Aug 2022

Lego Masters 1984

In 1984, ten Dutch young architects were commissioned by the Rotterdam Art Foundation to design a house in Lego for the exhibition 'Architecture in Lego'. Paul de Vroom and Dolf Dobbelaar participated with their design and story of the Chinese villa.

Lego krant nr 27 pag 8a 1984 tentoonstelling architectuur in lego

They could use the more than 1600 types of building blocks. The building assignment was brief and left the architect great freedom, only the ground surface of the building site was subject to a (relatively small) maximum, after all manageable models had to be produced. There were no restrictions for floor space, number of floors and building volume. The architect was asked to indicate how many and what kind of residents the villa should accommodate. The intention of the exhibition is twofold: serious and light-hearted. She shows how a new generation of Dutch architects carry out a (albeit unusual) assignment for a villa design. The use of LEGO material gives the designs an ironic, perhaps absurdist added value. Although the exhibition was not primarily made for the average LEGO user, it would reach a wider audience than those mainly interested in architecture.

The ten architects not only had to build a villa, they also had to invent the story of the inhabitants of the villa. The exhibition was a huge success, until well into 1986 the ten villas were on display in various Dutch museums. The models were included in the collection of the Netherlands Architecture Museum.

DKV Paul de Vroom Dolf Dobbelaar Chinese villa

The Chinese villa

At the end of their desperate journey through the wintry Himalayas, Chang and Tintin stumbled over a crumbling mountain path. Just as the Chinese youth threatened to collapse exhausted, our young hero pointed to a faint glow between the wisps of fog. Chang, regaining courage, clutched at Tintin and straightened up again. At an excruciatingly slow pace, the mystery began to unfold before their eyes. Suddenly Tintin shivered and shouted in utter confusion to his friend: "This is it! This is the villa..." (from: One, Two, Three with Broccoli)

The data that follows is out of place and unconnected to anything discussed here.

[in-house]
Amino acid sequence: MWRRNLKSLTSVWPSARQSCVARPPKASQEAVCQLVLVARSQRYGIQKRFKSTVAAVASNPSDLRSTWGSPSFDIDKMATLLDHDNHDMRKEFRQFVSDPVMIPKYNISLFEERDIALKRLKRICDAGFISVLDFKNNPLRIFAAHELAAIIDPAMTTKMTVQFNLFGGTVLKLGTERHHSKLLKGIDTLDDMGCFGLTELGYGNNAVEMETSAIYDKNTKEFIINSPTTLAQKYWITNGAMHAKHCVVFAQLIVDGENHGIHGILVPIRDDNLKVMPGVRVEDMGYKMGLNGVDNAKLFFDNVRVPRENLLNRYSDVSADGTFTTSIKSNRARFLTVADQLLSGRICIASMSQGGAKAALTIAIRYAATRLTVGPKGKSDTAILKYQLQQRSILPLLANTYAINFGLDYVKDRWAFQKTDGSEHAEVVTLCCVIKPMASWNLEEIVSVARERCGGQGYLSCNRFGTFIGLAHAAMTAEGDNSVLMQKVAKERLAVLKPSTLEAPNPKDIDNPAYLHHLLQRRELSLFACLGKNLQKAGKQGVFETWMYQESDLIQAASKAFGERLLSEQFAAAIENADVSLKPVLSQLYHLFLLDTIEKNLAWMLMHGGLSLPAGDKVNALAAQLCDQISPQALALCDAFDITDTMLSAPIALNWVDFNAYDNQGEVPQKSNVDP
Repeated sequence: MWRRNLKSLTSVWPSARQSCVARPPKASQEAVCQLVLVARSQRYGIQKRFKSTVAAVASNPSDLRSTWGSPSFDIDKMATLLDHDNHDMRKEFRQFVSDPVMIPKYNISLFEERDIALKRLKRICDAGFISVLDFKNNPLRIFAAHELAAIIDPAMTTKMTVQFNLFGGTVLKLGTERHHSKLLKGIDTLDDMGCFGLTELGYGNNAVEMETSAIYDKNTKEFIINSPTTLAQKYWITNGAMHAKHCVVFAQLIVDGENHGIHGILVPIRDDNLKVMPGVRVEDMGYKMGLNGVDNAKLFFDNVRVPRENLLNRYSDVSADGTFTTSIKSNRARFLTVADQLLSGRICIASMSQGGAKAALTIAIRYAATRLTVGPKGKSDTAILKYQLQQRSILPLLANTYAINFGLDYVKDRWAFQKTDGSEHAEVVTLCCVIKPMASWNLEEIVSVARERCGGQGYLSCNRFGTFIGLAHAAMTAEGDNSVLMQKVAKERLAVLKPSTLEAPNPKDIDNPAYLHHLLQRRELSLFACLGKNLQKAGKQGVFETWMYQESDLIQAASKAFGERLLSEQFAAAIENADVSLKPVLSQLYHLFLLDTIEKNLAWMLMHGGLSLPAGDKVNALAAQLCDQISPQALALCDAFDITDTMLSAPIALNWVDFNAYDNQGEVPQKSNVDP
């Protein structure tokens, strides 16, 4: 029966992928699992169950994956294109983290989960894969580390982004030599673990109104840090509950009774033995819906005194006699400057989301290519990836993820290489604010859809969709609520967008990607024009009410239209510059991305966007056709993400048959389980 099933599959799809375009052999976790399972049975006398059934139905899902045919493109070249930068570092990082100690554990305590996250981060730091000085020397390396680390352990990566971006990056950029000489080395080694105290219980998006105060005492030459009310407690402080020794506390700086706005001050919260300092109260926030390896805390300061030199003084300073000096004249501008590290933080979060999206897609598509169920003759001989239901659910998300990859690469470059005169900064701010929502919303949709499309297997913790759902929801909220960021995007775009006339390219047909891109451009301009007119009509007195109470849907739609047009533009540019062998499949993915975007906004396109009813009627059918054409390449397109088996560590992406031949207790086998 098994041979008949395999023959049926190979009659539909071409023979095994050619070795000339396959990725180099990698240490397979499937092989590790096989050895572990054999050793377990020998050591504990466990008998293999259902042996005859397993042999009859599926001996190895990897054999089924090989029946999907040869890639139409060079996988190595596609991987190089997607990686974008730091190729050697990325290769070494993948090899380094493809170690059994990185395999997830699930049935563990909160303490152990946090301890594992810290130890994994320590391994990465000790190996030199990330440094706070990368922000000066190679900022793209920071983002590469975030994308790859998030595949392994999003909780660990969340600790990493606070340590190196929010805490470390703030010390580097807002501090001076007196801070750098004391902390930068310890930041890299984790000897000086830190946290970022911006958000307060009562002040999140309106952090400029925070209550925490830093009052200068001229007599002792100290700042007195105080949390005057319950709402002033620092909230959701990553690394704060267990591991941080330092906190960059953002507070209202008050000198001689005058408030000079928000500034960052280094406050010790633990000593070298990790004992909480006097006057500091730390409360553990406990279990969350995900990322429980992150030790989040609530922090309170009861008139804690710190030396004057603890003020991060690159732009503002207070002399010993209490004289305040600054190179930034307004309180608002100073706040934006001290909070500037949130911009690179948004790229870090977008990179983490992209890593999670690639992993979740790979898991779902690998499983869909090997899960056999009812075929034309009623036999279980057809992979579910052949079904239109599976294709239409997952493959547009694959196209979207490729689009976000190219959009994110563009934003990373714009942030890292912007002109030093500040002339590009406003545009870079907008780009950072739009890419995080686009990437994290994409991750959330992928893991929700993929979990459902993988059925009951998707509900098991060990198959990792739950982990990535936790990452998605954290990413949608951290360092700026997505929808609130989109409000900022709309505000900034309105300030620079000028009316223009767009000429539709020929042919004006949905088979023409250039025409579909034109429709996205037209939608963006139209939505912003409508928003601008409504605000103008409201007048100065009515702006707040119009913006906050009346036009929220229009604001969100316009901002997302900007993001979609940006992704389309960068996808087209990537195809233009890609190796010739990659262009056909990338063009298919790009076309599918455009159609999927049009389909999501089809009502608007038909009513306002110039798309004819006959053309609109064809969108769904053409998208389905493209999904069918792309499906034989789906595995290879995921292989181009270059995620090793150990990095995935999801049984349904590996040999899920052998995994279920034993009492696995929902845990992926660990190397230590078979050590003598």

It was now plain to see. On the edge of the rock wall stood a small villa that seemed to mock all the laws of gravity.

The house was actually a two-story box that seemed to balance on the rock face with long columns. As if the situation wasn't dangerous enough, at that moment a large block started spinning out from under the villa with loud squeaks and creaks. "Tintin, Tintin," said Chang, "this is the pool no one dares to swim in!" Above the gorge now slanted a glass pool, filled with steaming water. When our friends arrived at the villa, two glass-brick garage doors swung open. The situation under the villa became instantly visible. Beside the pool stood a curious automobile with even more curious passengers. The stairs were located in a long glass hall. One that sank into the depths past the wine cellars through the rock face and one that seemed to run diagonally up into the sky.

The two comrades were more curious than frightened, and crept up the stairs. At the first floor, Chang stopped and whispered to Tintin, "Go upstairs, I'll see you on the roof terrace." Brave Chang went past the cloakroom into the living room and found an almost empty room. There were only two walls and a counter. Just as Chang was enjoying the incredible view, a mysterious buzz was heard. He turned and nearly passed out in surprise. The room was completely changed; the walls seemed to have twisted and shifted.

Chang ran out of the living room and shouted "Tintin, Tintin!" calling up the stairs. Just then Tintin ran up the stairs from the arcade of the second floor. Panting, both reached the roof terrace and exchanged their experiences. Tintin also turned out to be something similar. He said that the second floor consisted of one continuous sleeping floor, containing two closed blocks. As with the living room, the situation here had unexpectedly changed. Walls and doors had turned and the blocks turned out to be bathrooms. They were completely identical, one colored totally yellow, the other totally red.

On the roof terrace, the heroes had soon calmed down and looked around. Dumbbells lay along a sports field and next to a row of cypress trees, a large silver awning swung slowly around.

It's haunted in here, Tintin thought, looking down. Deep in the gorge he saw an idyllic tropical beach in the blistering heat. Numb, he mused: this is impossible, or ..... At this moment his musings were rudely interrupted by a deafening noise. To a lot of cheers, a giant panda slid down a shiny slide and landed with a loud splash in the pool... Tintin was shocked and everything became clear. This was the long-lost Eldorado of the Abominable Snowman.